articulate

adjective
ar·​tic·​u·​late | \ är-ˈti-kyə-lət How to pronounce articulate (audio) \

Definition of articulate

 (Entry 1 of 2)

1a : expressing oneself readily, clearly, and effectively an articulate teacher also : expressed in such a manner an articulate argument
b : divided into syllables or words meaningfully arranged : intelligible an articulate cry/utterance
c : able to speak So furious was he that he was hardly articulate— Arthur Conan Doyle
2a : consisting of segments united by joints : jointed articulate animals
b : distinctly marked off an articulate period in history

articulate

verb
ar·​tic·​u·​late | \ är-ˈti-kyə-ˌlāt How to pronounce articulate (audio) \
articulated; articulating

Definition of articulate (Entry 2 of 2)

transitive verb

1a : to give clear and effective utterance to : to put into words articulate one's grievances He found it hard to articulate his feelings.
b : to utter distinctly articulating each note in the musical phrase
c : to give definition to (something, such as a shape or object) Eight shades of gray were chosen to articulate different spaces.— Carol Vogel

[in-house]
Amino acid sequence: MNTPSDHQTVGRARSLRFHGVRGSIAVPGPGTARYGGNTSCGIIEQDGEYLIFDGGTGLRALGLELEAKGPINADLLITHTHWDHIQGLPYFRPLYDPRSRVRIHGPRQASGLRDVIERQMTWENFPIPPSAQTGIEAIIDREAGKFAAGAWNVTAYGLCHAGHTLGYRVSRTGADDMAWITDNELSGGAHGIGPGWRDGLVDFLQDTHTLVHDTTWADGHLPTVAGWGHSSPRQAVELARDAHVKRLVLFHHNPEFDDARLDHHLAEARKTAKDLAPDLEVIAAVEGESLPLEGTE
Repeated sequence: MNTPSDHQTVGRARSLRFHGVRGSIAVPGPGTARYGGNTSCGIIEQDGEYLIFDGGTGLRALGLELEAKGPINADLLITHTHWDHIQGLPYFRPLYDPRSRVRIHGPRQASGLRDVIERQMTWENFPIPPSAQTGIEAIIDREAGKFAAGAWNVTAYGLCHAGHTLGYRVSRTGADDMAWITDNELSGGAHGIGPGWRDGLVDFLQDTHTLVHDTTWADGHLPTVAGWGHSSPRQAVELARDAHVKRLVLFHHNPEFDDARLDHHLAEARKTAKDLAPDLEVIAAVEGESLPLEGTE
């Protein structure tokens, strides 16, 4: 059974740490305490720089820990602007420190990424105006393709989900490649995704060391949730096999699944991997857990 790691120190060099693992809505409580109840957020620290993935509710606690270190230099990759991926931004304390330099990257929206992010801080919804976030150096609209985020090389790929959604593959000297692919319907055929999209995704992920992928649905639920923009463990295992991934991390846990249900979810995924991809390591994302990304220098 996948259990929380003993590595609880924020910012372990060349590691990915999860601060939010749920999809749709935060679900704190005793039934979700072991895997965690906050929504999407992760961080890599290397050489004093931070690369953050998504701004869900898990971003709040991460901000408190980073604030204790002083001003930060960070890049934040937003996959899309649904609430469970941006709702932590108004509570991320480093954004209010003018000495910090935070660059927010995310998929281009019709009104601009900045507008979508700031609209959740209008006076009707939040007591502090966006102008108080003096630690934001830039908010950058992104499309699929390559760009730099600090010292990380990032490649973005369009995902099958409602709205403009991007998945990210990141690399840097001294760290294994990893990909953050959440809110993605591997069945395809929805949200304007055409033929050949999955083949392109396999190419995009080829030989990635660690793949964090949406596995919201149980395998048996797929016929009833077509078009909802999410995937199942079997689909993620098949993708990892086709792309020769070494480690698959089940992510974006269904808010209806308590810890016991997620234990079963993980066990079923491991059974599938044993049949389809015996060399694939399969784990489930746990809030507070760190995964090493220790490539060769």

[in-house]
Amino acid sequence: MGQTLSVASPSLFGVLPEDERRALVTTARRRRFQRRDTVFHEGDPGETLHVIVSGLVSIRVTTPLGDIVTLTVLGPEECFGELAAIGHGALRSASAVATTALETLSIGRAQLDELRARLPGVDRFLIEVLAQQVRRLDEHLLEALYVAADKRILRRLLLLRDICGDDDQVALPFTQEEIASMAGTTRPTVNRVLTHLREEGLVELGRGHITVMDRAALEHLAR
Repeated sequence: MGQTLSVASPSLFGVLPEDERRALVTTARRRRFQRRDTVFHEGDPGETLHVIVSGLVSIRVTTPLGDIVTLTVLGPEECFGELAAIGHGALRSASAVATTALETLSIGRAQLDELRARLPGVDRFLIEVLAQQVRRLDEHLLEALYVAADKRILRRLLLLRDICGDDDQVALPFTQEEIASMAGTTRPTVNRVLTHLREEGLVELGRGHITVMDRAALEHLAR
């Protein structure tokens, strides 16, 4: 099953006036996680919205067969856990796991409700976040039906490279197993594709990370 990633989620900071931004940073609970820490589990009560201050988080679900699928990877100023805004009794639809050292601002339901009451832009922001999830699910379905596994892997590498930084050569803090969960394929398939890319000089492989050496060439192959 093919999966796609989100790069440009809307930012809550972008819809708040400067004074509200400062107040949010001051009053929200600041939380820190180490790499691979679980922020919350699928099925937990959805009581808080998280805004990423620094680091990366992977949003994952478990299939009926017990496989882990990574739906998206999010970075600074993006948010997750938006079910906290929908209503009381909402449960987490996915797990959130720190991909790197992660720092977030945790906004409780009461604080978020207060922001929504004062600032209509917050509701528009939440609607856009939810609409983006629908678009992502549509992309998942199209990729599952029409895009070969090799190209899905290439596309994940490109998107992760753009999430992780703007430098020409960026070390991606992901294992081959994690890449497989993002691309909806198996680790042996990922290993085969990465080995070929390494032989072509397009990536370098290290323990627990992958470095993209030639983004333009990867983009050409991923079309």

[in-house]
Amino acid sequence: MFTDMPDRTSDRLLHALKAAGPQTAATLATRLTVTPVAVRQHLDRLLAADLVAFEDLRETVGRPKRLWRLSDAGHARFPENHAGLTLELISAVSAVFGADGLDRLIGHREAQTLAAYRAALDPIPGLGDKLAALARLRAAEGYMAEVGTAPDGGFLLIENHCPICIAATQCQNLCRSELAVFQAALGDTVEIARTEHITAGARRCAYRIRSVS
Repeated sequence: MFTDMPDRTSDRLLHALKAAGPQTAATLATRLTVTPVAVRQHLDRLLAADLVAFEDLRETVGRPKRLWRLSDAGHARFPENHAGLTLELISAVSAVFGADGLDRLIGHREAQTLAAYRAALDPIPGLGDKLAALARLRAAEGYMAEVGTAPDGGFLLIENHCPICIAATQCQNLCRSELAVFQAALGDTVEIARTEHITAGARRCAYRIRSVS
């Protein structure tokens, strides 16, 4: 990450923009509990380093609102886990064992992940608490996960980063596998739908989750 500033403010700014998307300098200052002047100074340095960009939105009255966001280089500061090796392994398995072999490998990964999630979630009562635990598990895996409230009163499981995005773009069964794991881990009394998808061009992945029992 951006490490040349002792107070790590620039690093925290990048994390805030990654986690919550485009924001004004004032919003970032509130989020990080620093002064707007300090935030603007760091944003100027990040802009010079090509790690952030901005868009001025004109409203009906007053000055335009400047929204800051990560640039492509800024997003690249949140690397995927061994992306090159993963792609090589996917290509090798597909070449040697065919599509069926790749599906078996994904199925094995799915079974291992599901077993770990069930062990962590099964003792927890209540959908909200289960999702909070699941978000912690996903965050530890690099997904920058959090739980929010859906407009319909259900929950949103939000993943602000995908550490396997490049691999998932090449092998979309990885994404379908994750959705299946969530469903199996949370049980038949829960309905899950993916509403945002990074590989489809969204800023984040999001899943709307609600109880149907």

d : to give shape or expression to (something, such as a theme or concept) a drama that uses eerie props to articulate a sense of foreboding
2a : to unite by or as if by means of a joint : joint
b : to form or fit into a systematic whole articulating a program for all school grades

intransitive verb

1 : to utter clear and understandable sounds
2 : to become united or connected by or as if by a joint Most bones articulate with other bones in one or more places.

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Other Words from articulate

Adjective

articulately adverb
articulateness noun

Verb

articulative \ är-​ˈti-​kyə-​lə-​tiv How to pronounce articulate (audio) , -​ˌlā-​ \ adjective
articulator \ är-​ˈti-​kyə-​ˌlā-​tər How to pronounce articulate (audio) \ noun

Synonyms & Antonyms for articulate

Synonyms: Adjective

Synonyms: Verb

Antonyms: Adjective

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Examples of articulate in a Sentence